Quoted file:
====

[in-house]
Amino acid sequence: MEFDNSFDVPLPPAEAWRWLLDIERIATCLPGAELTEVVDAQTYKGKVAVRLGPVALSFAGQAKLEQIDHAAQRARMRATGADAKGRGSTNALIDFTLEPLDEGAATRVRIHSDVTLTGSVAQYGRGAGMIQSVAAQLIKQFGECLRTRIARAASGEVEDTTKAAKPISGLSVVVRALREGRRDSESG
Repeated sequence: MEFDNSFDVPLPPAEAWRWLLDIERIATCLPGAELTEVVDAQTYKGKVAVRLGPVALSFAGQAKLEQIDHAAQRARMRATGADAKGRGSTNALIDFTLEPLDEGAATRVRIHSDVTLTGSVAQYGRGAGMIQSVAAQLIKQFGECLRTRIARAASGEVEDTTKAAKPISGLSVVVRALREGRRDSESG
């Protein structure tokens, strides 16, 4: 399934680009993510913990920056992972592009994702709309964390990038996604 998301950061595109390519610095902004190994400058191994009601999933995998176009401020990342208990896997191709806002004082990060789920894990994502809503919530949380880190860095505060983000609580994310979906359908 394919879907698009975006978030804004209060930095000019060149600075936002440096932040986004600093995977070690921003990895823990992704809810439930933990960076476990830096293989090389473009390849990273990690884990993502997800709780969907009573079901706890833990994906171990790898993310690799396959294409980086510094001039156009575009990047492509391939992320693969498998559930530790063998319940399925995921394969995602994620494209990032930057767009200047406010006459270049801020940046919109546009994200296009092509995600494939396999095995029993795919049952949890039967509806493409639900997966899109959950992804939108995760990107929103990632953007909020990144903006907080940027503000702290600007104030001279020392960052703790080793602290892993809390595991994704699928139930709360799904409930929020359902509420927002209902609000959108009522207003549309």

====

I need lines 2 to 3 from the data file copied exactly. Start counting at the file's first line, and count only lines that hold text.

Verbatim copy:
Amino acid sequence: MEFDNSFDVPLPPAEAWRWLLDIERIATCLPGAELTEVVDAQTYKGKVAVRLGPVALSFAGQAKLEQIDHAAQRARMRATGADAKGRGSTNALIDFTLEPLDEGAATRVRIHSDVTLTGSVAQYGRGAGMIQSVAAQLIKQFGECLRTRIARAASGEVEDTTKAAKPISGLSVVVRALREGRRDSESG
Repeated sequence: MEFDNSFDVPLPPAEAWRWLLDIERIATCLPGAELTEVVDAQTYKGKVAVRLGPVALSFAGQAKLEQIDHAAQRARMRATGADAKGRGSTNALIDFTLEPLDEGAATRVRIHSDVTLTGSVAQYGRGAGMIQSVAAQLIKQFGECLRTRIARAASGEVEDTTKAAKPISGLSVVVRALREGRRDSESG